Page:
Edward Hughes (Royal Navy officer)
Sir Edward Hughes
Portrait of Admiral Sir Edward Hughes, circa 1786, Great Britain, artist unknown. Gift of the family of Burton Boys, 2006. Museum of New Zealand Te Papa Tongarewa.
|Died||1794 (aged 73–74)|
|Allegiance||Kingdom of Great Britain|
|Commands held||HMS Larke|
East Indies Station
|Battles/wars||War of Jenkins' Ear|
Hughes joined the Royal Navy in 1735, and four years later, was present at the capture of Portobelo, Panama. In 1740, he was promoted to lieutenant and served in the Cartagena expedition of 1741, and at the indecisive Battle of Toulon in 1744. In HMS Warwick, he participated in the action against the Glorioso, but without proper support from the Lark (which was sailing with the Warwick), the enemy escaped. The commander of the Lark was subsequently tried and condemned for his conduct, and Hughes received the vacated command. Captain Hughes was with Edward Boscawen at Louisburg and with Charles Saunders at Quebec.
It was not long before he returned to the East Indies Station as a rear-admiral, with an overwhelming naval force. On his outward voyage, he took Gorée from the French, and he was called upon to conduct only minor operations for the next two years, as the enemy could not muster any force fit to meet the powerful squadron Hughes had brought from the Channel.
With Spain and Great Britain at war Spanish authorities in Chile received a warning that Hughes was heading to Chilean coasts for an imminent attack.
In 1782, at the reopening of hostilities in the East Indies, he stormed Trincomalee a few days before the squadron of Suffren arrived in the neighbourhood. For the next year, these Indian waters were the scene of one of the most famous of naval campaigns. Suffren was perhaps the ablest naval commander that France ever produced, but his subordinates were factious and unskilful; Hughes on the other hand, whose ability was that born of long experience rather than genius, was well supported. No fewer than five fiercely contested general actions were fought by the two fleets, neither of them gaining a decisive advantage. In the end, Hughes held his ground.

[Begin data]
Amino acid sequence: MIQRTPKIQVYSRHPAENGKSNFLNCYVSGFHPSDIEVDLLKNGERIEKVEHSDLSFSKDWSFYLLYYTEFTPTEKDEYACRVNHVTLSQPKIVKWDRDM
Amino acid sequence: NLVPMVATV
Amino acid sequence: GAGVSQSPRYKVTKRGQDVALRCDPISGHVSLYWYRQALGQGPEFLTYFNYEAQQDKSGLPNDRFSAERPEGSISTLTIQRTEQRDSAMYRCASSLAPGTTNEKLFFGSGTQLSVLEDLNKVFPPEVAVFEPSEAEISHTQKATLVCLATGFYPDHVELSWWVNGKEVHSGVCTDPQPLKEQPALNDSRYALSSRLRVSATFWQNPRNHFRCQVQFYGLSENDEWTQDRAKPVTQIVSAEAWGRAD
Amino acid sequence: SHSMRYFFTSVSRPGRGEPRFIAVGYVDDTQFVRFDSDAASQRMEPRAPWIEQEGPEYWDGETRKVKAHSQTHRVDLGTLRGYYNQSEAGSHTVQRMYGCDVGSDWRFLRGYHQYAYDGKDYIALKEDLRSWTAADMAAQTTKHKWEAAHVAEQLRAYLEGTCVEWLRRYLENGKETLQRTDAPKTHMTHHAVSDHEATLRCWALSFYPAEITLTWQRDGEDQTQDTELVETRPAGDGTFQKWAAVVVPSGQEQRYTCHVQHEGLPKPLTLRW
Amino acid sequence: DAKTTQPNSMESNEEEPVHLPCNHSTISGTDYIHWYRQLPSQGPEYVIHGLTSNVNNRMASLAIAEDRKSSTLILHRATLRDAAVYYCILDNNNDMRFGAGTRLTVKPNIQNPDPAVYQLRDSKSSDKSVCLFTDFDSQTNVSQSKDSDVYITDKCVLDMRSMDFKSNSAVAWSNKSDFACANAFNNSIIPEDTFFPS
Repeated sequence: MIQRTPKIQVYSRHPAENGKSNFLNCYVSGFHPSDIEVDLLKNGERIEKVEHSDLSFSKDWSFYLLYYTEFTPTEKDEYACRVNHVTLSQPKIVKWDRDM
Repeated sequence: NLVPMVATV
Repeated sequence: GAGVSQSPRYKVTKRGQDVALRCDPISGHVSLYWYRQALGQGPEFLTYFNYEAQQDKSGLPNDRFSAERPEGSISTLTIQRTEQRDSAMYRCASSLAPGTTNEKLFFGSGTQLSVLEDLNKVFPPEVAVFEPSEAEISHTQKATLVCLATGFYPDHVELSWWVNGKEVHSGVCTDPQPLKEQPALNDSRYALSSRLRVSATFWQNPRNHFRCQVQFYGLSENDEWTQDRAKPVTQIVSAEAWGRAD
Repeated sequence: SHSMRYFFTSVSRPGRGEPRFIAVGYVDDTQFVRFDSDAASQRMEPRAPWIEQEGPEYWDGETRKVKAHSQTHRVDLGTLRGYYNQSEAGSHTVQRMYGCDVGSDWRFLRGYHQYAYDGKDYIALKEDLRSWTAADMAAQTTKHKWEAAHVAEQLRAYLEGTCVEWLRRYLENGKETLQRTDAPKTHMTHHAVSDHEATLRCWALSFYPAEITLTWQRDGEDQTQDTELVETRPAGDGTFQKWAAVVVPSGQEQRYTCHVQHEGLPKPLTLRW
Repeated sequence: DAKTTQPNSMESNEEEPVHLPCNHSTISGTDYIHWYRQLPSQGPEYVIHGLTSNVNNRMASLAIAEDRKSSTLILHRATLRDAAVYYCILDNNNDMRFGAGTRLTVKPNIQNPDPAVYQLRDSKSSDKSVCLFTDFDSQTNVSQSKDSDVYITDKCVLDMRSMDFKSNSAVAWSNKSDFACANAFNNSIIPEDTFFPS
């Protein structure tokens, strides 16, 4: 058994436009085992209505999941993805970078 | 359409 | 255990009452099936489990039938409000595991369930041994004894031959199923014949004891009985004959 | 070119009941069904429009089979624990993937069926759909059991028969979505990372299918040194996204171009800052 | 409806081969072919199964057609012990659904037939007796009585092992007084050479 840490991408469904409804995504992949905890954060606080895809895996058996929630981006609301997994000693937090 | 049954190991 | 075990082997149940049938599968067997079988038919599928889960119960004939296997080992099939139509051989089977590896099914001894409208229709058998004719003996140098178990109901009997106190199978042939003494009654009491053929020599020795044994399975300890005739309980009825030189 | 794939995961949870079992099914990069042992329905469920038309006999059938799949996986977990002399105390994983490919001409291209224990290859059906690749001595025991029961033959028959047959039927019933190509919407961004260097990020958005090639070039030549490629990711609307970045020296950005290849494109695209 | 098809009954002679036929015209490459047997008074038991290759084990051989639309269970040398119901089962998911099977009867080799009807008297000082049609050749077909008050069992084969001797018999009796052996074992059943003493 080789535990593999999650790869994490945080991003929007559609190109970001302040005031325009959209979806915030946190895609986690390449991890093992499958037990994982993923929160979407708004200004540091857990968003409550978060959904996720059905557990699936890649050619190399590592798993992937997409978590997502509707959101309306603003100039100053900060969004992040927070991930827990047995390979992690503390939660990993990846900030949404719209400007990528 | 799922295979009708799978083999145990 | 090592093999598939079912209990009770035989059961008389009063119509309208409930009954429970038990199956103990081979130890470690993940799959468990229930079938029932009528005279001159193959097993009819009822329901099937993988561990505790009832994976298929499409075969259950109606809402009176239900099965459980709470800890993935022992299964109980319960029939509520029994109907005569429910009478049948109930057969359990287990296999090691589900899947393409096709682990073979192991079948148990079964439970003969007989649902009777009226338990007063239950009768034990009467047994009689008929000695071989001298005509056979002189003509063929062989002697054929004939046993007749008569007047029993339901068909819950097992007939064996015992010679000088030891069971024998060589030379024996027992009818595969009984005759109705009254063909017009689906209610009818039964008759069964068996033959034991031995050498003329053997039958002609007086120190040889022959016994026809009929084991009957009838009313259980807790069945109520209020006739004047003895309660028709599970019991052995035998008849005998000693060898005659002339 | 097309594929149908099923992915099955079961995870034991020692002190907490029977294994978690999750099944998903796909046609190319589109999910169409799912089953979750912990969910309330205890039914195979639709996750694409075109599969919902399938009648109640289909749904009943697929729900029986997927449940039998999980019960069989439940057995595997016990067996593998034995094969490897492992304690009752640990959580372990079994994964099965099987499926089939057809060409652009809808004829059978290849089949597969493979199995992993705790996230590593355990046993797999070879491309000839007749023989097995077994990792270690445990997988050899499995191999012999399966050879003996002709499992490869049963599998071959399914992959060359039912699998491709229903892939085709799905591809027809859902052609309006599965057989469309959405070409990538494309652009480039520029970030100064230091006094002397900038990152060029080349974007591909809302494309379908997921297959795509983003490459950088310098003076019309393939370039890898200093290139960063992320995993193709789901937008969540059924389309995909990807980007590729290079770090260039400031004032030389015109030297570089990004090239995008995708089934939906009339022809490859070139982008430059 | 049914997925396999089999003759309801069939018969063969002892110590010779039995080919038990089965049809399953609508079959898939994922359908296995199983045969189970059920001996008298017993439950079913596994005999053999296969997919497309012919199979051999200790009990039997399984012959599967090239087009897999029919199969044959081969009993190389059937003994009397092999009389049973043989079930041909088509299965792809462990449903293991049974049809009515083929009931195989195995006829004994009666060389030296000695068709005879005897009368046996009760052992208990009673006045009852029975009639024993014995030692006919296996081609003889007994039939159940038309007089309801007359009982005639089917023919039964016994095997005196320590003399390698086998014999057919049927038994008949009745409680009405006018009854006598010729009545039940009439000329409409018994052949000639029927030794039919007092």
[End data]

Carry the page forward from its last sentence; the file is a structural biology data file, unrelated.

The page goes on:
After the peace, he returned to England, and, though further promotions came to him, he never again hoisted his flag. He had accumulated considerable wealth during his Indian service, which for the most part he spent in unostentatious charity. He died at his seat of Luxborough in Essex in 1794.
His second wife Ruth died in 1800. Hughes' fortune went to Edward Hughes Ball Hughes (c. 1798-1863), her grandson by a previous marriage, who became the dandy and wastrel known as "The Golden Ball".
The British East India Company ship the Sir Edward Hughes launched in 1784, was named after him.
- Who's who in Naval History: From 1550 to the Present, Alastair Wilson, Joseph Catto, 2004: Routledge, Abingdon, UK, entry "Hughes, Edward", p. 153
- Sir Edward Hughes at Oxford Dictionary of National Biography
- One or more of the preceding sentences incorporates text from a publication now in the public domain: Chisholm, Hugh, ed. (1911). . Encyclopædia Britannica. 13 (11th ed.). Cambridge University Press. p. 660.
- Ossa Santa Cruz, Juan Luis (2010). "La criollización de un ejército periférico, Chile, 1768-1810". Historia. 42 (II): 413–448. Archived from the original on 1 February 2016. Retrieved 27 January 2016.